It gets a mention in her latest humor book and is the subject of the comedy “Menopause: The Musical” hitting Dayton’s Victoria Theatre Sept. 14 to 16, (see article on D5) but there is little Kay Frances can say truly hilarious about menopause.
“The hot flashes are just a special hell,” said the Wilmington-based author who devotes space in her book “The Funny Thing about Stress: A Seriously Humorous Guide to a Happier Life” to menopause. “You’d love to peel off all of your clothes and your skin.”
But Dr. Jeremy Crouch said menopause is nothing to fear and is a normal stage of a woman’s life.
About a third of a woman’s life will happen after menopause, he said.
“If you live long enough, you are going to go through menopause,” Crouch noted.
The shame of menopause
Many of the stigmas associated with menopause — clinically defined as the permanent end of menstruation — have diminished in the last 40 years due in part to the generational shifts including women’s right movements, said Marie Thompson, a Wright State University assistant professor who specializes in health and gender communications.
“(Female baby boomers) are redefining age,” she said. “We (women) are finding other ways to value our place in society.”
Still Thompson said there is an underlying stigma connected to the loss of a woman’s fertility due to menopause.
“It’s the way in which we place so much emphasis on youth, and beauty and the body,” she said.
“We don’t recognize the value of women in other roles.”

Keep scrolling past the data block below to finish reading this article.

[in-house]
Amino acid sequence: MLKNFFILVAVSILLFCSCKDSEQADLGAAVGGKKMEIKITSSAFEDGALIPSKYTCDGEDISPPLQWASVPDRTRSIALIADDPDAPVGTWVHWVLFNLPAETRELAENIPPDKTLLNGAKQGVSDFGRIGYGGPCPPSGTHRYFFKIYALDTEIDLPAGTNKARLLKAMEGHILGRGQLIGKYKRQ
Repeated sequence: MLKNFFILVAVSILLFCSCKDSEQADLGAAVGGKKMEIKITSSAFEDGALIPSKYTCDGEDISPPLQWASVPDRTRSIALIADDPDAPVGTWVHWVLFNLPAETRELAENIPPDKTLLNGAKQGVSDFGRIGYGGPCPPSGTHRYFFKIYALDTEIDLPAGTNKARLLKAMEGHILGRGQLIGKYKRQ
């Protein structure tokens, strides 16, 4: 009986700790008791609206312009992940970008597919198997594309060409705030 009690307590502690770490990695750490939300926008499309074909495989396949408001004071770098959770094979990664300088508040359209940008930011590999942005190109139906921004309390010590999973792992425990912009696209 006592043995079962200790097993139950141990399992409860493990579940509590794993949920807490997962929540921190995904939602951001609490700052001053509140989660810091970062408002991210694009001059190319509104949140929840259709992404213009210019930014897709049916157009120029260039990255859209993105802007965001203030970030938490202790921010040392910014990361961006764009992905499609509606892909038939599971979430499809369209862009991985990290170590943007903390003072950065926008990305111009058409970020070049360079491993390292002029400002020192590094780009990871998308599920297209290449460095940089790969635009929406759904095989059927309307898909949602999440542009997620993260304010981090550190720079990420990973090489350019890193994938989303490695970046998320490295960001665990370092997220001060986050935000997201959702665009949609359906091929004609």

The wake up call
A stress management specialist and retired comic, Kay Frances, said the stage in life she and friends call “Aunt Minnie” comes with some great lesson.
“That is really freeing,” the 55-year-old said.
“The joy of menopause: you don’t care. When you hit 50 you get much more comfortable with your skin ... I don’t have time to worry about the small stuff and I want to do what I want.”
Dr. Sheela M. Barhan of Wright State Physician Women’s Health Care said many women take menopause as a wake-up call.
“Some have an opportunity to reflect on their health and their life and see how they can live healthier,” she said.
The attitude shift is due in part to the notable advances in the way women’s health and reproduction is discussed in society, she said.
“Because women can talk about (the subject), they are more likely to live well and avert serious health issues,” she said.
“They use to get information from their family on what they are going through and sometimes that is misinformation.”
The way menopause is discussed in society has definitely changed in Rosemarie “Ro” Scacchetti’s lifetime.
The 81-year-old Bellbrook resident said the subject wasn’t even considered when she experienced menopause.
In fact, she only realizes she went through menopause in retrospect.
“I was so busy in those days raising a family. I was probably working at that point,” the former educator said. “We didn’t have the information and the knowledge about menopause. Whatever was going on in your life we accepted. We didn’t know about hormones.”
Scacchetti said women experiencing menopause today, such as her fitness instructor Kay Bugary at the Five Seasons Sports Club, talk about the subject freely.
“They are hormoning back and forth and I didn’t know what a hormone was back then,” Scacchetti said.
Bugary, 51, first experienced menopause-related symptoms when she was 47.
Bugary said hot flashes woke her up two to six times each night before she began hormone therapy recently.
Bugary said her own mother never broached the subject of menopause and she never thought about it before experiencing its symptoms.
Now she often talks to younger women about the condition so that they can know what to expect.
“I want people to understand that this is what your body does,” she said noting that menopause is not a reason to feel old.
Bugary, a personal trainer, teaches 13 to 15 classes a week at either the Beavercreek YMCA or Five Seasons.
“I don’t miss my menstrual cycle period, no pun intended,” she said.
Article by: Amelia Robertson